All women can drive: 7 firsts we can't believe didn't happen until 2017

It's hard to believe that 2017 is almost over. With a new presidential administration, the rise of major social movements across the country and a slew of significant pop culture firsts, it's been an eventful – and sometimes bumpy – ride for many.

»RELATED: 2017 Atlanta TV year in review: Ben Swann, Valerie Hoff, CNN vs Trump, Steve Harvey

So, as the year draws to a close, we thought we'd step back and take a look at some of the most significant cultural, political and social developments that took place throughout the United States and around the world in 2017. In many cases, it's a bit surprising that these stories are news in the 21st century.

But hey, sometimes progress comes slowly and sometimes rapidly. Here are seven historic firsts that we can't believe didn't happen sooner.

1. First black woman won an Emmy for comedy writing.

Lena Waithe became the first African-American woman to win an Emmy for comedy writing in September. The actor and writer won the award for co-writing the "Thanksgiving" episode of "Master of None" with series co-creatoer Aziz Ansari.

"The things that make us different — those are our superpower." Waithe, who also openly identifies as a Lesbian, said when accepting the honor, according to Variety.

"Go out there and conquer the world. It would not be as beautiful as it is if we weren't in it," Waithe added, also giving a special mention to her "LGBTQIA family."

2. Women finally have the right to drive in every country.

Perhaps one of the more bizarre news stories of 2017: Women were finally granted the right to drive in every country of the world. Saudi Arabia was the only country in the world still blocking women from getting driver's licenses and driving within its borders.

The move came in the form of a royal decree from Saudi Arabia's King Salman, and it will officially take effect in early 2018.

"This is a great victory for many Saudi women. This was the one file and issue which Saudi women have fought not just years, but decades for," Latifa Shaalan, a Saudi female member of the kingdom's legislative council said when the decision was announced, according to StepFeed.

3. First openly trans woman ever elected to a US legislature.

Running as a Democrat, Danica Roem made history, becoming the first openly transgender person to ever be elected to a U.S. state legislature in November. Running for office in Virginia, Roem defeated Republican Bob Marshall, a politician who had previously crafted several pieces of anti-trans legislation, which many saw as ironic justice.

"This election has to prove nationwide that discrimination is a disqualifier," Roem said in a speech.

4. SNL chose a person of color as a head writer for the first time.

While, Saturday Night Live may be seen as an important cultural voice of comedy and criticism when it comes to political and social issues, it's also long been plagued by diversity problems.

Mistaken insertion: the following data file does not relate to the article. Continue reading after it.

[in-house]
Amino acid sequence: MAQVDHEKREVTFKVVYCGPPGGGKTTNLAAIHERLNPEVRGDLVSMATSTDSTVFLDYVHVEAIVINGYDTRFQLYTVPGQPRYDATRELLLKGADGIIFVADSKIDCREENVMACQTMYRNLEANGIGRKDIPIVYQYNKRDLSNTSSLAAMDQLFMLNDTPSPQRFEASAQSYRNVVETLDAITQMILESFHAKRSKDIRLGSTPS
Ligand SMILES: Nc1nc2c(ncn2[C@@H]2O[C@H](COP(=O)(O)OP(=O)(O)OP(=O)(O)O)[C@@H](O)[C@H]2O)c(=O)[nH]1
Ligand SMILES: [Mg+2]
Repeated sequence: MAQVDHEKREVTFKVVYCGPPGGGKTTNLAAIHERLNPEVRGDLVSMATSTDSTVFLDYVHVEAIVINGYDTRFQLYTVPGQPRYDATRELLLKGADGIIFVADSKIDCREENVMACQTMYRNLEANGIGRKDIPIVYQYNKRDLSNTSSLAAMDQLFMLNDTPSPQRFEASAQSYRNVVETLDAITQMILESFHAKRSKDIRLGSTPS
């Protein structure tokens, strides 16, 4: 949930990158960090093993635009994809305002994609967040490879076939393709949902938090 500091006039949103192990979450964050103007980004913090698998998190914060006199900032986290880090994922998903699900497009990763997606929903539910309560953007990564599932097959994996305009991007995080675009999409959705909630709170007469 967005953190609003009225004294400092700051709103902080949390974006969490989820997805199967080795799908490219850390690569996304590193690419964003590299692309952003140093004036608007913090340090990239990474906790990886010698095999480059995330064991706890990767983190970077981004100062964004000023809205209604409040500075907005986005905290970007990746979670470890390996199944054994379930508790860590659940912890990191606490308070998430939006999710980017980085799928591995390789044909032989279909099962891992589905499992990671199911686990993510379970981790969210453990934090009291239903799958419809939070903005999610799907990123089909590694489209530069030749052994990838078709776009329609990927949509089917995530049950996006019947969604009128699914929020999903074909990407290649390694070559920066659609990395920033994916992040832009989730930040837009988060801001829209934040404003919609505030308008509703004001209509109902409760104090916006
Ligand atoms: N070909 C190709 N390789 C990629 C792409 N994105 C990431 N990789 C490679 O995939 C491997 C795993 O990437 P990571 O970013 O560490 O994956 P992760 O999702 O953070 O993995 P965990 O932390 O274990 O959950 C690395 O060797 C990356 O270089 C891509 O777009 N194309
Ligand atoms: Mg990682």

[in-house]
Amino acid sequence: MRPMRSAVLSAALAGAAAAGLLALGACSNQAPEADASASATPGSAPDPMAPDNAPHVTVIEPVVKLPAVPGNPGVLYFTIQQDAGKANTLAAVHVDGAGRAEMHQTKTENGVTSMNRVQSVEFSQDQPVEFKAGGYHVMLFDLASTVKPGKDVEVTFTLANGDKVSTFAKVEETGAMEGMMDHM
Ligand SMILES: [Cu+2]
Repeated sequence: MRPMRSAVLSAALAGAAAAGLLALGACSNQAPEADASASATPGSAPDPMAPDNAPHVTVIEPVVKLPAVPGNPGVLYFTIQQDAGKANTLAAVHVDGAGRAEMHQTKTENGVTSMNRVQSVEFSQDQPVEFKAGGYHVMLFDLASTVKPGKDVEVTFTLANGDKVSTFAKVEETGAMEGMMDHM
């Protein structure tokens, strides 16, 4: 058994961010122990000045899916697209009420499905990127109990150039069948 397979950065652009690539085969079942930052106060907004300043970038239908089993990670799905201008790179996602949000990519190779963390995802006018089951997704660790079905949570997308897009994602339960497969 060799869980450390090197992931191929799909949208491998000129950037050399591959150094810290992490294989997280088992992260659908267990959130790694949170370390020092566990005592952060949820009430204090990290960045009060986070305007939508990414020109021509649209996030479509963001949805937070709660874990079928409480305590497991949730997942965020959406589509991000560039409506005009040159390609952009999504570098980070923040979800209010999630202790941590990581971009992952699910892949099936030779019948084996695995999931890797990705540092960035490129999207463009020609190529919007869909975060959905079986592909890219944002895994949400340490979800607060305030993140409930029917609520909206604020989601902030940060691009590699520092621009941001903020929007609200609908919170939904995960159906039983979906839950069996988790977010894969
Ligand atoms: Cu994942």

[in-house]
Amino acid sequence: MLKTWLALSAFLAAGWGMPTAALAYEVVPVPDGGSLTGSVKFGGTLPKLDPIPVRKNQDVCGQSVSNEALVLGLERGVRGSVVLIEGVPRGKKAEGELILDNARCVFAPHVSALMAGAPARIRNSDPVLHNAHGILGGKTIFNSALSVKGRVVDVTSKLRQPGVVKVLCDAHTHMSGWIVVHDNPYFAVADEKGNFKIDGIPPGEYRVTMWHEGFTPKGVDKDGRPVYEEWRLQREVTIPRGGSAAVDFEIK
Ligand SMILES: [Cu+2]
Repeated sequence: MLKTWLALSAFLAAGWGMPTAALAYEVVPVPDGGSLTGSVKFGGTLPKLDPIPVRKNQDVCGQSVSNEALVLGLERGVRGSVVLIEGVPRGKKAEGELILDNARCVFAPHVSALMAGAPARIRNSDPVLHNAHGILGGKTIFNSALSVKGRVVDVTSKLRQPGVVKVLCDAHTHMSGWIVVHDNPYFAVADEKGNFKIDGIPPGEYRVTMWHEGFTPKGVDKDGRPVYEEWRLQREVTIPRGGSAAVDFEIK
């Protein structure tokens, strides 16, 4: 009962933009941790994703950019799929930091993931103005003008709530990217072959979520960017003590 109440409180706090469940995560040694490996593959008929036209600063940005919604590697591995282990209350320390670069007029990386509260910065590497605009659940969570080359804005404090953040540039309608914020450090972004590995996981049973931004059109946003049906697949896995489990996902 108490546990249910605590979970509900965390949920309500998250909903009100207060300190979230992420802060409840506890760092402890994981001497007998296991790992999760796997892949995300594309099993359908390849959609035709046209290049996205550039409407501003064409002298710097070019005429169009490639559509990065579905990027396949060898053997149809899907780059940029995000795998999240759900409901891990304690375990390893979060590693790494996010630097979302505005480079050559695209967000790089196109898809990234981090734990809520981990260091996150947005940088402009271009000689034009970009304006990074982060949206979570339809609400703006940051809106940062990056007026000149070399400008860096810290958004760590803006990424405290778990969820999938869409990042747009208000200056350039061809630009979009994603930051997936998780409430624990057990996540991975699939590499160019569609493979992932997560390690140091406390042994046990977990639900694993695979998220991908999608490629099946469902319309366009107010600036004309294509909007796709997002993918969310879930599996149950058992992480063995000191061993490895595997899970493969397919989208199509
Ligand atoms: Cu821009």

The comedy sketch show took a big step in the right direction this year however, hiring Michael Che, who already served as co-host of the show's Weekend Update segment, as its first African-American head writer. This made Che the first person of color to have such a prominent role with the show.                                                                    

»RELATED: Michael Che facing backlash after calling Trump a racial slur in ‘SNL’ skit

5. The first female mayor was elected in New Orleans.

Even though it's a prominent city in the U.S. cultural consciousness, New Orleans never had a female mayor until now. 

LaToya Cantrell, a former City Council member, won election to the city's top office in November.

"Almost 300 years, my friends. And New Orleans, we're still making history," Cantrell said to a cheering crowd in her victory speech, according to TIME.

6. Cecile B. Demille Award goes to a black woman (a very famous one) for the first time.

Oprah Winfrey needs no introduction, and it seems only fitting that the legendary TV host, media personality and actor would receive an award for all her lifetime achievements.

But the entrepreneur behind the television network OWN will be the first black woman to ever receive the prestigious Cecil B. DeMille Award at the 2018 Golden Globes.

"As a global media leader, philanthropist, producer and actress, she has created an unparalleled connection with people around the world, making her one of the most respected and admired figures today," Meher Tatna, the president of the Hollywood Foreign Press Association, said, revealing the news this month, according to Blavity.

7. The U.S. finally took a hard look at its problem with sexual harassment.

From TIME Magazine choosing the #MeToo "silence breakers" as its "person of the year", to the many, many women – and some men – who bravely came forward to share their stories of sexual harassment, 2017 will go down as the year that the conversation shifted significantly.

People across the country – celebrities, everyday people and anonymous individuals alike – have finally found the strength and support they need to publicly address the harassment they've endured. 

From Hollywood producer Harvey Weinstein to Alabama politician Roy Moore, to actor Kevin Spacey and President Donald Trump, among a long list of others, the sexual harassment claims keep rolling in. 

For the first time, the U.S. has been forced to take a hard look at this dark cultural reality. And considering it's 2017, it seems the unanimous response from most Americans is “it’s about time.”

»RELATED: Google’s top searches of 2017: Hurricane Irma, Matt Lauer, how to make slime and more

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